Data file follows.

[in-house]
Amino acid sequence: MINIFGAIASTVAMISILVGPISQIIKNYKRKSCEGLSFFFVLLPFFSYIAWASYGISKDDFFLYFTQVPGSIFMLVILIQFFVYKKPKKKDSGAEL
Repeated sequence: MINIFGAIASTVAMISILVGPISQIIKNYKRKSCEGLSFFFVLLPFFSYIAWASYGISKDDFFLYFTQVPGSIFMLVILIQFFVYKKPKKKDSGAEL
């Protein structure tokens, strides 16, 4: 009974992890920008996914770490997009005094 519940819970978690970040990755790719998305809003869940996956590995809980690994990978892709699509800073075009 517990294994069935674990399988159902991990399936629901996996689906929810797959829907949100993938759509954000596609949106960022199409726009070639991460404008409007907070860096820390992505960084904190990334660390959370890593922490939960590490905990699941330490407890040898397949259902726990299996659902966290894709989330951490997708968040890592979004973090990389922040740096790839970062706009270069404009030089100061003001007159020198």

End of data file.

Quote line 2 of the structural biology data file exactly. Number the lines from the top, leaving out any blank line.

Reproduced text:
Amino acid sequence: MINIFGAIASTVAMISILVGPISQIIKNYKRKSCEGLSFFFVLLPFFSYIAWASYGISKDDFFLYFTQVPGSIFMLVILIQFFVYKKPKKKDSGAEL